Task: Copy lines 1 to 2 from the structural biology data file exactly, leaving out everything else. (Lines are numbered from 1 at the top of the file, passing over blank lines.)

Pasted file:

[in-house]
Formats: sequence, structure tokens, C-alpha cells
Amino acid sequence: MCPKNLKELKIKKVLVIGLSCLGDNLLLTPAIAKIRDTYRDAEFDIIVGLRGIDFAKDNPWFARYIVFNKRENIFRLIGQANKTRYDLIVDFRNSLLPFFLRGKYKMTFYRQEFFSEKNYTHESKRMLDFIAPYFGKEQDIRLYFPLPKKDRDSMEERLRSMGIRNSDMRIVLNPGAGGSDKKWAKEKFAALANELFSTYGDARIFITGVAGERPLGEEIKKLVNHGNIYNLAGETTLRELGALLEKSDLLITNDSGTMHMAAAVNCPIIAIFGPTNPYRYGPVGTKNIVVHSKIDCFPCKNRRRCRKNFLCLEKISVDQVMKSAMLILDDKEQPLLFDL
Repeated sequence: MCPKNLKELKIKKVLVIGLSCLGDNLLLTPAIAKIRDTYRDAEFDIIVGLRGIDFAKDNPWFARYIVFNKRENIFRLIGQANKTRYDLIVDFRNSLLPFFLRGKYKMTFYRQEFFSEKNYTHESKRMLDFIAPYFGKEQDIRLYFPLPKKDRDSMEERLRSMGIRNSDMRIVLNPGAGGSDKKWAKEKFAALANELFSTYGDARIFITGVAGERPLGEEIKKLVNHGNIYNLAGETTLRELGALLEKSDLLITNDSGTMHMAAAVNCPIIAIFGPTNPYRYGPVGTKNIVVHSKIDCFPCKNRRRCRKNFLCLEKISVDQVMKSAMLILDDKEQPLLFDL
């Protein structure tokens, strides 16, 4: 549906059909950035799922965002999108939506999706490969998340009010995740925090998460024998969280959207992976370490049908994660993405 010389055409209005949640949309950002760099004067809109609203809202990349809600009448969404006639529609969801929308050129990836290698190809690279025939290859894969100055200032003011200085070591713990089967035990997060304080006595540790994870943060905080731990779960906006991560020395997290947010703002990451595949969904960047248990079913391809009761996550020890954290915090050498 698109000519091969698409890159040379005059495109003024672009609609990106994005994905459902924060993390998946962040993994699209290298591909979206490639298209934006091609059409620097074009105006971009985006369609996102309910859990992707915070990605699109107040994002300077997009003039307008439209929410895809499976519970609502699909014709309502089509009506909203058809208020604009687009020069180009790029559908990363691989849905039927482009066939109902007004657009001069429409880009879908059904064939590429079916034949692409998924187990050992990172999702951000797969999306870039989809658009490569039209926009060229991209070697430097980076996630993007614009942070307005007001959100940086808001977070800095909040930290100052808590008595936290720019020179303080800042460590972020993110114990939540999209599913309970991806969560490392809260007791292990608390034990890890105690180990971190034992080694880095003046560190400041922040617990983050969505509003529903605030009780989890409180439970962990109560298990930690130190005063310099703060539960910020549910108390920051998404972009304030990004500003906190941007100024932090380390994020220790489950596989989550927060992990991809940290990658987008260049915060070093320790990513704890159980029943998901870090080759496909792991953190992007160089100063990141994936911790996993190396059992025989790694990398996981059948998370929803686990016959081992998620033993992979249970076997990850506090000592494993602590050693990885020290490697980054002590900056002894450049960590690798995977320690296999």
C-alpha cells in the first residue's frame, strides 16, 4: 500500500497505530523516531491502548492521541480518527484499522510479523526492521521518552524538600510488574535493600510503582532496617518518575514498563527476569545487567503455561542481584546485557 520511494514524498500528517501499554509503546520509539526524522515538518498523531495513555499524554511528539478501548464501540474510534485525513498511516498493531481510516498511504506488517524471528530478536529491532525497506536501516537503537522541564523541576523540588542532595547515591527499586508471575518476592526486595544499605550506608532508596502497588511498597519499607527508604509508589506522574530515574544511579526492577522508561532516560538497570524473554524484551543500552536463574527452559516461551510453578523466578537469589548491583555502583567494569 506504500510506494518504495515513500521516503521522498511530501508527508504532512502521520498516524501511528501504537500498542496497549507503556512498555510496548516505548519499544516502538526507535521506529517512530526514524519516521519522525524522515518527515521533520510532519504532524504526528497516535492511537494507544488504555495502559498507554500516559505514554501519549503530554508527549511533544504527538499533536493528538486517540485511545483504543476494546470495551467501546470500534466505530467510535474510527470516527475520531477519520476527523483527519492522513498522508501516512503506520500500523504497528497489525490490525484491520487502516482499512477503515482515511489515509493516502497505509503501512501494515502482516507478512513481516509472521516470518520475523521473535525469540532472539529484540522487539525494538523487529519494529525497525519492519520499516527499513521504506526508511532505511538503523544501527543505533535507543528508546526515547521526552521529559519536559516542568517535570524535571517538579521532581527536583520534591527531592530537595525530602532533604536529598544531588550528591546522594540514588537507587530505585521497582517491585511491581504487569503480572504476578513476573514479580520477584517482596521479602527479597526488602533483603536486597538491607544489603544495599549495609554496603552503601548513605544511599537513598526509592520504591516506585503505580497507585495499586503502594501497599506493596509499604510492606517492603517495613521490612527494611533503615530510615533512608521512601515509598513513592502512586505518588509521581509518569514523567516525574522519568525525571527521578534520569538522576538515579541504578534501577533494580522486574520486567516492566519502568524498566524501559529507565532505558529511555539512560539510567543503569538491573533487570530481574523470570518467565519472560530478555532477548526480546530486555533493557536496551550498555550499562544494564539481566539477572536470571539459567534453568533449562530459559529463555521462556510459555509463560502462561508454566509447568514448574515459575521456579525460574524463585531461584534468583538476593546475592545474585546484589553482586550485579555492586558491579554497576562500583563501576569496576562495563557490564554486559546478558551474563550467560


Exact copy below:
[in-house]
Formats: sequence, structure tokens, C-alpha cells